WebSphere already runs on Linux on Intel-based hardware, including IBM's xSeries of small servers. Now IBM is moving the combination to its more powerful pSeries, which primarily run its AIX version of Unix. The p Series comes in multiprocessor versions up to eight-way servers, built around IBM's Power4 microprocessors. Linux and WebSphere on the pSeries "goes beyond what an Intel server can do," says Scott Handy, IBM's director of Linux software solutions, and allows the Linux-WebSphere combination to work on a clustered set of Web servers or in application server farms.
The goal is to put out a low-cost software package that might supplant a competitor's application server running under Unix, such as Sun Microsystems' Sparc architecture. The target is IBM's top competitor in the application server market, BEA Systems Inc., whose customers frequently run its WebLogic application server on Sun hardware. "This particular configuration is priced a lot less than a WebLogic application server running on Sun," Handy says.
"I don't think it's going to drive any big stampedes," says Dwight Davis, an analyst with Summit Strategies. But he notes that IBM is not only creating a more powerful combination for existing Linux users; the company is also sending a message that IBM isn't worried about the $1 billion in damages sought by the SCO Group from IBM for alleged copyright infringement by open-source developers of Linux. SCO holds the copyright to Unix and claims parts of Unix were duplicated in Linux. "Their announcement suggests IBM isn't overly concerned about that. It's moving forward with Linux, not slowing down," Davis says. In addition to offering the Linux-WebSphere combination on the pSeries, IBM is also making it available on the iSeries, the former AS/400 server for small business. Like the pSeries, the iSeries is powered by IBM's Power4 microprocessor.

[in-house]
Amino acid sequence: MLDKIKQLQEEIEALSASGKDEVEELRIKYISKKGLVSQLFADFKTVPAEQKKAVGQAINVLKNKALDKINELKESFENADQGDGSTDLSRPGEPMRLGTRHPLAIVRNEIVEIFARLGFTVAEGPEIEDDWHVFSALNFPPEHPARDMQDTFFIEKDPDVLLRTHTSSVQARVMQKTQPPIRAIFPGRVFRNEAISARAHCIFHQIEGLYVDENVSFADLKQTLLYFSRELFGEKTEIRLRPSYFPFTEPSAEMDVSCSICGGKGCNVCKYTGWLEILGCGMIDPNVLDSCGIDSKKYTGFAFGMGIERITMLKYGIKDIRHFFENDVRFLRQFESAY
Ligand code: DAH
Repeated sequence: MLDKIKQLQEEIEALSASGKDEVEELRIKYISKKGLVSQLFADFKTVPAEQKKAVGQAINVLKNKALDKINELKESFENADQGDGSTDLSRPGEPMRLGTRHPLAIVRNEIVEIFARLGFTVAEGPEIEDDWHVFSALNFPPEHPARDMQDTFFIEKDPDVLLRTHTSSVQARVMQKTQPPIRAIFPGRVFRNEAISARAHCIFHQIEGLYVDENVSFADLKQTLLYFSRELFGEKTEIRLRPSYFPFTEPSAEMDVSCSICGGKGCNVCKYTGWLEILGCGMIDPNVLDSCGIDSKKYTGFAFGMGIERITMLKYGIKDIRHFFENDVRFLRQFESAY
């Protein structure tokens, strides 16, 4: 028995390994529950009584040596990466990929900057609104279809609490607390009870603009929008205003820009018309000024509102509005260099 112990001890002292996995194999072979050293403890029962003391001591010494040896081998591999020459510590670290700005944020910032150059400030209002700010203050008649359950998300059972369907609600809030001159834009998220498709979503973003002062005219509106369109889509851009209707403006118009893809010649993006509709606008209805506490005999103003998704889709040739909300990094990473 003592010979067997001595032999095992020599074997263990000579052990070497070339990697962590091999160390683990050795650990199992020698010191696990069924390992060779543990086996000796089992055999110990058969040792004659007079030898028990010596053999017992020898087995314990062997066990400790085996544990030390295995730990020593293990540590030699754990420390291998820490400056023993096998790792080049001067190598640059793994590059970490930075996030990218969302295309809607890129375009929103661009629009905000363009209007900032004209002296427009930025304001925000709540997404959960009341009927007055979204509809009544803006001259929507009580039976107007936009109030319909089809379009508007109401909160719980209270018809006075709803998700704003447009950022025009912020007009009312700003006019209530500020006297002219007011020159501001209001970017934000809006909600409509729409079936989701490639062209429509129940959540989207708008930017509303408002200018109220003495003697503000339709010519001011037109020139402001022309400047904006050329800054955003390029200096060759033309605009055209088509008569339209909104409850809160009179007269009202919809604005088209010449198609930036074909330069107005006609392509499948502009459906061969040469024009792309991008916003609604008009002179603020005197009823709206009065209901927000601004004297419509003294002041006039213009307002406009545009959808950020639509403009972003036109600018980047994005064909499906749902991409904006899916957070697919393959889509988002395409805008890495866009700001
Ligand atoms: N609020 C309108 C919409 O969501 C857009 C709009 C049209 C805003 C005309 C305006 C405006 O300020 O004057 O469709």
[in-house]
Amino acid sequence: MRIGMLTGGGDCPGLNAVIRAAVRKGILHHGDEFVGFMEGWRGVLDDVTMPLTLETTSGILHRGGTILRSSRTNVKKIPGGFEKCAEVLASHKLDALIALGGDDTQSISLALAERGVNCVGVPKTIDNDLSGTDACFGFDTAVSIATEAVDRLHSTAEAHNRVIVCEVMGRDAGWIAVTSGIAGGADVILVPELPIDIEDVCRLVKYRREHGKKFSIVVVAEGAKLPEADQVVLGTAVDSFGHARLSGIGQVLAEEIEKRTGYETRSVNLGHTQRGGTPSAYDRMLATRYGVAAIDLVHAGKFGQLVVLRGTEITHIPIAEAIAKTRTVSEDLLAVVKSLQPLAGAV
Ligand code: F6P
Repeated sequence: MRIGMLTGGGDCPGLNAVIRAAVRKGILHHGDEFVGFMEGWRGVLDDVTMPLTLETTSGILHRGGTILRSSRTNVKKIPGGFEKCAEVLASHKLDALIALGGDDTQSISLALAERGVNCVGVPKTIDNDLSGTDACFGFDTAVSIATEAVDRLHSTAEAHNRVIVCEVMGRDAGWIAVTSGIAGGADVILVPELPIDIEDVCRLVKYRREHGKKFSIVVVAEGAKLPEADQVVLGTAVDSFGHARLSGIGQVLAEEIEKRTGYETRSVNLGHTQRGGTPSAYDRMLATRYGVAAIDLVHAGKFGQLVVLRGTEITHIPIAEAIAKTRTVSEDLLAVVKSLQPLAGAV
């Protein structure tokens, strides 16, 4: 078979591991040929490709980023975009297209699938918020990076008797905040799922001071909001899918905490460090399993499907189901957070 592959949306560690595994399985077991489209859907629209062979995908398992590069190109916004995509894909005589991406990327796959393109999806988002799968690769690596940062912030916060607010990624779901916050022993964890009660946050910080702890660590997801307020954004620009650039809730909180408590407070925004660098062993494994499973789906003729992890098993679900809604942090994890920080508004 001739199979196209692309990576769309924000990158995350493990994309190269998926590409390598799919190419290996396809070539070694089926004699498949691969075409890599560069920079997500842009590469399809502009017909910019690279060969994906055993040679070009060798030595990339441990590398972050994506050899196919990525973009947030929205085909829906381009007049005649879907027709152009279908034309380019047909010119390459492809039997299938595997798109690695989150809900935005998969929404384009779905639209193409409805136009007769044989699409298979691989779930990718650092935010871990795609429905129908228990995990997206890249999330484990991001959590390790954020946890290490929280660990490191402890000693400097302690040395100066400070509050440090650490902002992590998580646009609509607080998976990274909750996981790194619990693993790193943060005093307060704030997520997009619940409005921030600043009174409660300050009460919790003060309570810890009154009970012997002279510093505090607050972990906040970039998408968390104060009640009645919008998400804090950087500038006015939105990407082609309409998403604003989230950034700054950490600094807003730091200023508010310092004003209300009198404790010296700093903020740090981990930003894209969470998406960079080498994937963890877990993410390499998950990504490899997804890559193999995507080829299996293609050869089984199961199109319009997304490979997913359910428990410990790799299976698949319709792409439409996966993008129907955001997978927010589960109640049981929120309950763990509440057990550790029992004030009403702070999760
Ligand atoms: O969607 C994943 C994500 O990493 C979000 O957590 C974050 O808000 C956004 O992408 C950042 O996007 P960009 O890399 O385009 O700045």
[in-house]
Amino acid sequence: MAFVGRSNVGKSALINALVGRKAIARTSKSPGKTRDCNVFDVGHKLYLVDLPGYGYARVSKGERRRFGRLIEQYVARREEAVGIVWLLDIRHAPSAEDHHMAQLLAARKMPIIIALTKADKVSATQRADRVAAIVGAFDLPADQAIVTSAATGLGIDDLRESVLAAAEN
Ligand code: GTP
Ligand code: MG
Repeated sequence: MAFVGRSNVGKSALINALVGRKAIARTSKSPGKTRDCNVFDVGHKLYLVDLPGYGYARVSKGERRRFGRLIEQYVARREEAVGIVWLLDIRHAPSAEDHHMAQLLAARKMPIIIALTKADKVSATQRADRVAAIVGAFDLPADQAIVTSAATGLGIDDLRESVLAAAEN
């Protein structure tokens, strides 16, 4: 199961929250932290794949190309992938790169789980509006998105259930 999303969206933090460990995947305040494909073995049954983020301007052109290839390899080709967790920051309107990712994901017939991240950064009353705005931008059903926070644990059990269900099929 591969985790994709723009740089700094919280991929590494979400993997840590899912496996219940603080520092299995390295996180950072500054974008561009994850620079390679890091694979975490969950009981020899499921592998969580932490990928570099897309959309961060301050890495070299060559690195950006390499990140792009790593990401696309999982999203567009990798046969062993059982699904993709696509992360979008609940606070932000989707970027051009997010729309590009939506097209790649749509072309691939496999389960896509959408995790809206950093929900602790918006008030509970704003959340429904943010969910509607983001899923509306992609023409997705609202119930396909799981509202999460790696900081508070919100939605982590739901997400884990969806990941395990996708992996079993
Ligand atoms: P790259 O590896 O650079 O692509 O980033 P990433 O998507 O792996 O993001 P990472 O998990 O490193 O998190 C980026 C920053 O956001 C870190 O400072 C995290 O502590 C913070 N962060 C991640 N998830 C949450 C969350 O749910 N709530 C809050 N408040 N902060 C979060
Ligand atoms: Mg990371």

Only the application server part of WebSphere was included in the announcement. Other elements of WebSphere middleware, such as WebSphere Portal and WebSphere MQ, are not yet available to run on the servers under Linux.
Gartner reported in May that IBM moved ahead of BEA Systems in the application server market last year. Its share rose from 31% to 37% of the market, while BEA slipped from 34% to 29%.